Thursday, May 17, 2012

I went to Harvard so I must be smart

Though if you sleep through the econ and finance classes, maybe not so much;

When he graduated from the Harvard Business School three years ago this month, the economy was a wreck. Nearly one in four of his classmates didn't have a job at graduation in May 2009. Yet, Joe Mihalic, then 26, was able to land a job with Dell (DELL) in Austin, Texas, at twice as much as the $52,000 a year he made before earning his MBA.
But there was some overhang from his experience in Boston: roughly $101,000 in loans that he had to borrow to get the degree....
He borrowed $101,000 to land a job that pays $104,000 per year to start. So just what rate of return is that?

Ignoring the opportunity costs of the years out of the work force, it's about 50% per year--he doubled his salary--for however long he stays employed.  We should all complain about such a bonanza.

Obviously that return is complicated by the interest rate he was obligated to pay on the loans, and by the pay raises he'd be in line for as he accumulated more knowledge and became more valuable to an employer (though that may be a dubious supposition in his case when we assess his skills as a logician);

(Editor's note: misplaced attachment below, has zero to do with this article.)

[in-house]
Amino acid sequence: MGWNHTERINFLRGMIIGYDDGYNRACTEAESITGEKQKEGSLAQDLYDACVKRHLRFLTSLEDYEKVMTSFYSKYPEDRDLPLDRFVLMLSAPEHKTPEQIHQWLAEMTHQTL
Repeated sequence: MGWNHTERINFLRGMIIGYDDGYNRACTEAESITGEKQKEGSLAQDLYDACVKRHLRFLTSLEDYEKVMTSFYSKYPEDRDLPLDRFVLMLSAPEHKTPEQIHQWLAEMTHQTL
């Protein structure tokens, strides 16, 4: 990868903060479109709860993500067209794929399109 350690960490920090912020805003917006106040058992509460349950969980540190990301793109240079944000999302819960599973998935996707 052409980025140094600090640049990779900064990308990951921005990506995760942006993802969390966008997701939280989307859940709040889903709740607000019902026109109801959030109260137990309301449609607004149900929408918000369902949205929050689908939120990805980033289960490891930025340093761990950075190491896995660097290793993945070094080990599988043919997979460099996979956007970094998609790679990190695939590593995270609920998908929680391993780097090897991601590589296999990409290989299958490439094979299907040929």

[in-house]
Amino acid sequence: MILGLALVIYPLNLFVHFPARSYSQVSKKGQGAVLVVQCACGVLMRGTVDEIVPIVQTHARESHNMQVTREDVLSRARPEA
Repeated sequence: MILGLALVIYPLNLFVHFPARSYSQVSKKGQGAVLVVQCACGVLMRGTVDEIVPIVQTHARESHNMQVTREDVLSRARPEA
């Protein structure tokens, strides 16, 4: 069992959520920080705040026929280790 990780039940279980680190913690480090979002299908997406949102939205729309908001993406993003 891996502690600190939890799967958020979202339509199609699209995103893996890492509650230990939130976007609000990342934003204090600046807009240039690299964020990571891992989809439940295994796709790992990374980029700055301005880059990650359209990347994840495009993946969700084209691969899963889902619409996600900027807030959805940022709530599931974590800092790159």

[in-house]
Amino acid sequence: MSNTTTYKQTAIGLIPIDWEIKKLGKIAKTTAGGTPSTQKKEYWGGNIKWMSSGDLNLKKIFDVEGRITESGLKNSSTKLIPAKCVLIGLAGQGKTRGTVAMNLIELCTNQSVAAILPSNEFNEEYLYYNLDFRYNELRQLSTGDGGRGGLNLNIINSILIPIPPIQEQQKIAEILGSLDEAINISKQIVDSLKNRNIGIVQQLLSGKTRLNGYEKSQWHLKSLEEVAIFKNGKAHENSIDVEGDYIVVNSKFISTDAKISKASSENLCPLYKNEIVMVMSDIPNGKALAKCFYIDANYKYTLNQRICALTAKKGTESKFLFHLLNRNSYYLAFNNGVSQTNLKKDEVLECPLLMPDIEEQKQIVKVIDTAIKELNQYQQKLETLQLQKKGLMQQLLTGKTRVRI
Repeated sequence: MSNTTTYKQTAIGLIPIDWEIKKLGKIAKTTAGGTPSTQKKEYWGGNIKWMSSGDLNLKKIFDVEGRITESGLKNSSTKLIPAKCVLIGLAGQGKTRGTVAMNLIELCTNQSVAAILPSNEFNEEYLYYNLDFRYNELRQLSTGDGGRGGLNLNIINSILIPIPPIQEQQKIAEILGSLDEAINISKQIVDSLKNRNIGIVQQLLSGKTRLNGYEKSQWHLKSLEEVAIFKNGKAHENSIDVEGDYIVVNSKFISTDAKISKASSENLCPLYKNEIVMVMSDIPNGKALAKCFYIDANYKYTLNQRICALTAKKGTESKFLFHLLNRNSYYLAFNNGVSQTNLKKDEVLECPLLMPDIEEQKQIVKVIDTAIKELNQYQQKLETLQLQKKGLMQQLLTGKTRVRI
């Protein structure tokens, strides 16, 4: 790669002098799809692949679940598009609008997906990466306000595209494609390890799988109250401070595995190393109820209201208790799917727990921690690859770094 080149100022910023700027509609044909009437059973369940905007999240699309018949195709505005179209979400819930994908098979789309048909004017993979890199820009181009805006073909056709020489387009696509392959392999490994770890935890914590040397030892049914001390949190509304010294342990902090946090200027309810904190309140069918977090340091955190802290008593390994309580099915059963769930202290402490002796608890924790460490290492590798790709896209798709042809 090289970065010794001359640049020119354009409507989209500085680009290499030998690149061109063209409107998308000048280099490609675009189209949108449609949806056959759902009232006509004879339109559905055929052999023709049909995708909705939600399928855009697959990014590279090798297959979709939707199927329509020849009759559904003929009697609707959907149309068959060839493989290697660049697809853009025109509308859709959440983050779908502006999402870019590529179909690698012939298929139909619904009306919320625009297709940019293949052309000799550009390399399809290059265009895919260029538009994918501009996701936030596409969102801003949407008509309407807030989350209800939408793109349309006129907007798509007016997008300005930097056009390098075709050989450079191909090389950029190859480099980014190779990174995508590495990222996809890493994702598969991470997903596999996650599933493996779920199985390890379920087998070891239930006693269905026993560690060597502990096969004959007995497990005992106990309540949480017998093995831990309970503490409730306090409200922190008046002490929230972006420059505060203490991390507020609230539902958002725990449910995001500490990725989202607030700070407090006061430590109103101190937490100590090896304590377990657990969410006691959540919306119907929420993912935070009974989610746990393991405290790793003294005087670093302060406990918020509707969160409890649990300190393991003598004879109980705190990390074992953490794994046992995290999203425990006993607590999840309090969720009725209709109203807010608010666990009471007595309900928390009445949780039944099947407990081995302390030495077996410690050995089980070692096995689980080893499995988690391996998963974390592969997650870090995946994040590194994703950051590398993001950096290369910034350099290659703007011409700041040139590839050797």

But what allows Mihalic to maintain this entertaining and often addictive narrative of what he calls "the walk to debt freedom" was his extreme goal. The challenge resulted in sacrifices that few of his classmates could ever endure. He gave up all dinner dates and didn't go to a single movie. He stopped contributing to his 401k plan, decided against going home for Christmas, and missed his friends' parties and weddings. When he went to bars with friends, he carried a flask with booze to mix with his purchased Coke (KO). He shared a NetFlix (NFLX) account and refused to buy a single article of clothing.
To earn extra money, he sold his second car and a motorcycle, rented his spare bedrooms to strangers through Craiglist, and started a side business doing landscaping work. Quickly, he chipped away at his debt. To start, he liquidated his IRA account for $8,000, sold stock worth $14,000, and used about $3,000 of available cash to wipe out one loan.
He liquidated his IRA!  He gave up the tax free income within it, plus paid a penalty of 10% for the privilege.  At least he's learning a valuable skill--landscaping--that he just might have to fall back on. 

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